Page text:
Page 3 of 10 Sep 1903 Issue of Defiance Weekly Express in Defiance, Ohio

See the full image with a free trial.

Start for Free
Want a high-quality poster of this page? Add to Cart

Read an issue on 10 Sep 1903 in Defiance, Ohio and find what was happening, who was there, and other important and exciting news from the times. You can also check out other issues in The Defiance Weekly Express.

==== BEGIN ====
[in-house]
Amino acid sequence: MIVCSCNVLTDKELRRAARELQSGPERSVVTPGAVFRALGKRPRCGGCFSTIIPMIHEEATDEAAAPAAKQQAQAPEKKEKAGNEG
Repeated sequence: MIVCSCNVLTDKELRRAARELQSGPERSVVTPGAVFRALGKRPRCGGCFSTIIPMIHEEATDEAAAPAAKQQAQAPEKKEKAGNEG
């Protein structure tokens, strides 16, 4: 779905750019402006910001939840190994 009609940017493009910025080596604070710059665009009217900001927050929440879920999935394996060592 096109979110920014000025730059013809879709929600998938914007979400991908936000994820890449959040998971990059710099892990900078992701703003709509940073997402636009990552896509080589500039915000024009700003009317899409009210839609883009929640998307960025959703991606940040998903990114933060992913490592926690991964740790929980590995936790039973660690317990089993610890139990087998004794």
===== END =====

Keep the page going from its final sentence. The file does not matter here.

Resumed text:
Browse Defiance Weekly Express

How to Find What You Are Looking for on This Page

We use Optical Character Recognition (OCR) technology to make the text on a newspaper image searchable. Below is the OCR data for 10 Sep 1903 Defiance Weekly Express in Defiance, Ohio. Because of the nature of the OCR technology, sometimes the language can appear to be nonsensical. The best way to see what’s on the page is to view the newspaper page.